Picture this: it’s a Saturday morning, and you’ve just woken up to the smell of freshly brewed coffee wafting through the house. You roll over and ask Alexa to run you through today’s to-do list. You’ve got the morning to yourself, lucky thing – your first few inspections are being run as virtual tours.
Sounds like a dream, doesn’t it? Well, it’s actually a very achievable reality.
Welcome to the fourth industrial revolution – where dramatic technological advances are popping up around every corner, impacting all industries. These advances are even changing the way buyers inspect properties, how you market and sell listings, and your agency’s approach to big business decisions.
But before we deep dive into what these advances are, what separates this revolution from all that came before? Let’s have a quick refresh.
Revolutions through the ages
The first industrial revolution saw the transition from human hands to machines, improving the standard of living for everyone (and removing the need to journey to open homes by horse and carriage). The second resulted in innovations leading to advanced machinery and large scale manufacturing, allowing freedom for the people and increased employment. The third industrial revolution, a.k.a the ‘digital revolution’, marked the shift from electronic and mechanical devices to digital.
Today, in the midst of the fourth industrial revolution, the physical, digital, and biological worlds are blurring. But what does this mean for real estate?
A few things, actually.
For one, the nature of customer interactions is changing. What once required a phone call, or in person meeting, is now automated and online.
It’s a complex topic, and we could wax lyrical about it for days – but for the purpose of this article, we’ll stick to a few points and save you the time. We know you’re busy. So, we’ll cover three kinds of tech you should be taking advantage of that are either on their way – or already here.
Technologies of today and the future
You’re one of the lucky ones – unlikely to ever be completely replaced by AI. It all comes down to the trust factor. People aren’t too keen on leaving one of the most important transactions of their life up to a faceless robot.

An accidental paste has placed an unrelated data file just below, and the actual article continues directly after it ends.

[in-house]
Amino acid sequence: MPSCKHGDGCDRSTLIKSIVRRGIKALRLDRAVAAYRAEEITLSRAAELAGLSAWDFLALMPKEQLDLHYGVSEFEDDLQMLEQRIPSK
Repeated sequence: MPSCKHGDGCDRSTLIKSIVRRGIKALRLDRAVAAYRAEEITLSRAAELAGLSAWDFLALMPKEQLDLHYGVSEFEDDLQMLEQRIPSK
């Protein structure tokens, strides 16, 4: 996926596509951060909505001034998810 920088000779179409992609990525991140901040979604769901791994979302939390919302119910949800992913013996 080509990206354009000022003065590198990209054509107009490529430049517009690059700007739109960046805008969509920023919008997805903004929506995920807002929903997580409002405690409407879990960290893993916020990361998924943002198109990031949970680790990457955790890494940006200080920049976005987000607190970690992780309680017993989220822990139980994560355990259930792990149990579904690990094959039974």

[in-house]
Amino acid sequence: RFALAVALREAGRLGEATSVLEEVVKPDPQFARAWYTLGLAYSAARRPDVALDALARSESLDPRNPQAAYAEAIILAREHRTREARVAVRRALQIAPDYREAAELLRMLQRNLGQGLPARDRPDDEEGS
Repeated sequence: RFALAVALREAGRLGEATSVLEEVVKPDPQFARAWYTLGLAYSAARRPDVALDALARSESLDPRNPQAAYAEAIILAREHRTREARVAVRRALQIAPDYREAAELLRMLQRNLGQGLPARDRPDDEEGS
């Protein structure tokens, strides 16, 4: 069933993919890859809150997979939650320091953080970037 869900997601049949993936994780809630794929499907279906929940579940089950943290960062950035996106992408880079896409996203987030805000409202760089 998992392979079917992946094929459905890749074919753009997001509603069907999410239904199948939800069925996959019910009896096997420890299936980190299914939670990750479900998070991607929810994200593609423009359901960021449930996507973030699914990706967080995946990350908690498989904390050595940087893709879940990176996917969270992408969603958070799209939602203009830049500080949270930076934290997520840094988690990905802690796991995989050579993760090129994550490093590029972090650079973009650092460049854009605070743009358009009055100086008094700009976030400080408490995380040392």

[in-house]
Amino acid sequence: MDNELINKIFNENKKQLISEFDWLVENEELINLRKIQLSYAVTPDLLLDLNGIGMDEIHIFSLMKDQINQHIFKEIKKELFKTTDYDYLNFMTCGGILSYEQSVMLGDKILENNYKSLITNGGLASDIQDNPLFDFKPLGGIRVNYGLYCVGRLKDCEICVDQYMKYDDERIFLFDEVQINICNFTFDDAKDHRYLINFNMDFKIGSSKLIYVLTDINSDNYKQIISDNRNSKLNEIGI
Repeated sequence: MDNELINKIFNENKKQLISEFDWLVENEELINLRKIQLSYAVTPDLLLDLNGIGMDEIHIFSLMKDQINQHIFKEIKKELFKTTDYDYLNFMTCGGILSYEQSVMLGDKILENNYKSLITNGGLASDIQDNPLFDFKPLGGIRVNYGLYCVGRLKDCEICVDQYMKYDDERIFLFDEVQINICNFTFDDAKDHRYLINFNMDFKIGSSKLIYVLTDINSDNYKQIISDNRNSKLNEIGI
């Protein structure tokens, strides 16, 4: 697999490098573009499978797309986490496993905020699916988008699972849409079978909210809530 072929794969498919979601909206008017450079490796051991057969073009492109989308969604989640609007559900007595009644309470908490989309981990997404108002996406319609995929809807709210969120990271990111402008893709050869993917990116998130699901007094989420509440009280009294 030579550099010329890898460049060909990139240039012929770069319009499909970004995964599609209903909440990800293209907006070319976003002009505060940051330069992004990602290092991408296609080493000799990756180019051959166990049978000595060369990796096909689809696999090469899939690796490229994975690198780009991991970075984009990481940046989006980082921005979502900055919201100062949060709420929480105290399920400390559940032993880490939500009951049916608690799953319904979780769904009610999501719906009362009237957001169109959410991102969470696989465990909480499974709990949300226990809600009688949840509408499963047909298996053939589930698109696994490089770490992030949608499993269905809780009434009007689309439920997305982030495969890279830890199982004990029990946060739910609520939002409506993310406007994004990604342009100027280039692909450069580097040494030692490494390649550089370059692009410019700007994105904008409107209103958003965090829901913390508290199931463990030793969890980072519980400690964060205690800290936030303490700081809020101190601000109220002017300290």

So what developments will the next phase of technology bring, if not robots?
Here’s what we think:
Virtual reality is already transforming the way we work, but it’s about to get considerably bigger. It’s becoming so accessible that it’s set to become a $29.7 million dollar industry by 2020. That’s quite a few Oculus Rifts!
In 2016, realestate VR was launched via Google’s virtual reality app – Daydream. So when 2020 rolls around and most households have a VR headset, virtual house tours are ready to take off. Imagine viewing this through a VR headset, and having the ability to physically walk around the home and get a true sense for the space. Pretty cool, right?
Virtual reality uses fancy tripod-mounted scanners to capture 360-degree views of each room, so viewers can get a real life experience.
There’s a few different types of virtual reality popping up. Let’s get to know them.
- Virtual tours
Virtual tours can be run through a VR headset with an agent – where the agent takes care of the controls while following on the big screen. This way, they’re able to narrate the tour just like they would in a real life inspection. Or, they can be run as a self-guided ‘walk through’. Here, the user will be able to navigate the property at their own pace and ‘walk’ into whichever room they choose.
For buyers, this means the ability to ‘walk through’ houses from the comfort of their couch, and less wasted time. For sellers, it means less disruption. For you, it means a lie-in on Saturdays.
- Virtual visualisation
VR can also help sell properties that haven’t been built yet – or are still under construction. Agents often struggle advertising these properties, as it doesn’t give the buyers much information to go off. This will allow the buyer to get an idea of the future interior and exterior of a property. This can also be viewed in interactive VR format, and you’ve got to admit it looks pretty cool.
- Virtual staging
No one pictures themselves living in a furniture-less house with blank white walls. That’s where virtual staging comes in. Interior designers can go into photos of the property and insert virtual furniture and decorations, allowing potential buyers to experience what the fully-furnished house will feel like. It’s not just pretty, it’s effective too; 77% of agents reporting that homes sell faster with staging.